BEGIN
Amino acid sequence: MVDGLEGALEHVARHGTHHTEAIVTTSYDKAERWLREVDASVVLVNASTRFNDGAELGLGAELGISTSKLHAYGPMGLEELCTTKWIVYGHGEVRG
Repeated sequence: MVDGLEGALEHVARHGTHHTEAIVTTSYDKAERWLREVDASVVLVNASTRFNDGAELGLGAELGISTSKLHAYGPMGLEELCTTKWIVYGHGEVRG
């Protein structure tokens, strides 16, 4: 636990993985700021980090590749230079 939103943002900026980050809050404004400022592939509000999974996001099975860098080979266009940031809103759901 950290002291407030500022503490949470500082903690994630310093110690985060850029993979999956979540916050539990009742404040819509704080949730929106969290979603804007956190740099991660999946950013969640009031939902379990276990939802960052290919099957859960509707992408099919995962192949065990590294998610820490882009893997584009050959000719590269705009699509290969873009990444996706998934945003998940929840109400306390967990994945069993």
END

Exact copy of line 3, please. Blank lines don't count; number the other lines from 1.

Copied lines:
């Protein structure tokens, strides 16, 4: 636990993985700021980090590749230079 939103943002900026980050809050404004400022592939509000999974996001099975860098080979266009940031809103759901 950290002291407030500022503490949470500082903690994630310093110690985060850029993979999956979540916050539990009742404040819509704080949730929106969290979603804007956190740099991660999946950013969640009031939902379990276990939802960052290919099957859960509707992408099919995962192949065990590294998610820490882009893997584009050959000719590269705009699509290969873009990444996706998934945003998940929840109400306390967990994945069993």